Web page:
Measurements were conducted on the initial (non-extracted) and pyrolysed rocks solvent extracted residues mounted in epoxy resin, using standard methods39. Prior to reflectance measurements, the samples were ground and polished using successively finer grades of silicon carbide and colloidal silica to produce a scratch free polish surface. Measurements were made using a LEICA DM4500P microscope with motorised fourfold turret for reflectance. The microscope was fitted with oil immersion objectives. The white light source was a 12 V 100 W halogen lamp with a LED illumination slider 29 × 11.5 mm in the incident light axis. Calibration was carried out using a 3.13% Ro Zirconian standard, and a blank (0% Ro), and was checked using a YAG standard (0.89% Ro) to ensure a linear calibration. Random VR (% Ro) measurements were carried out at 546 nm, and between 6 and 32 points count were taken depending on the number of recognisable vitrinite particles available for measurement in each sample. Measurement and data were collected via the Hilgers Fossil Man system connected to the LEICA DM4500P microscope.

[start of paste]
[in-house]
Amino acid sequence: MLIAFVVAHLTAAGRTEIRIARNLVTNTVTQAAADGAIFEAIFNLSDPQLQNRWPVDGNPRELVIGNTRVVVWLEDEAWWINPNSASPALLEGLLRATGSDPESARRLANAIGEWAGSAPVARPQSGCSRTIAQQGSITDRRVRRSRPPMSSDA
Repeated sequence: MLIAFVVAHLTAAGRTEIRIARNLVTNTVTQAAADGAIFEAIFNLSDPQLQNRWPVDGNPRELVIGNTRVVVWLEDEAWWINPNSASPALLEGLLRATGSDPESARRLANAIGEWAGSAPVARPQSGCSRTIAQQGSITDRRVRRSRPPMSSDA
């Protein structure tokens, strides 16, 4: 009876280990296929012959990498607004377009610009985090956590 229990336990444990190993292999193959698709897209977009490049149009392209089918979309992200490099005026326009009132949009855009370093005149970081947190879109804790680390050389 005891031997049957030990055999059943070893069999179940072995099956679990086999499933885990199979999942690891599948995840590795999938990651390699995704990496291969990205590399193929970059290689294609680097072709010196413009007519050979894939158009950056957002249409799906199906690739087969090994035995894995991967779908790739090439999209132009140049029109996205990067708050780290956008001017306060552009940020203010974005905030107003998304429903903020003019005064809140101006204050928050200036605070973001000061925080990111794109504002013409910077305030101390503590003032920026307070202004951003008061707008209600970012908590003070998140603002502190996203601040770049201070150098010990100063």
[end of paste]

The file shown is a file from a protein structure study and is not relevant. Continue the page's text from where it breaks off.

Rock Eval pyrolysis and total organic carbon (TOC)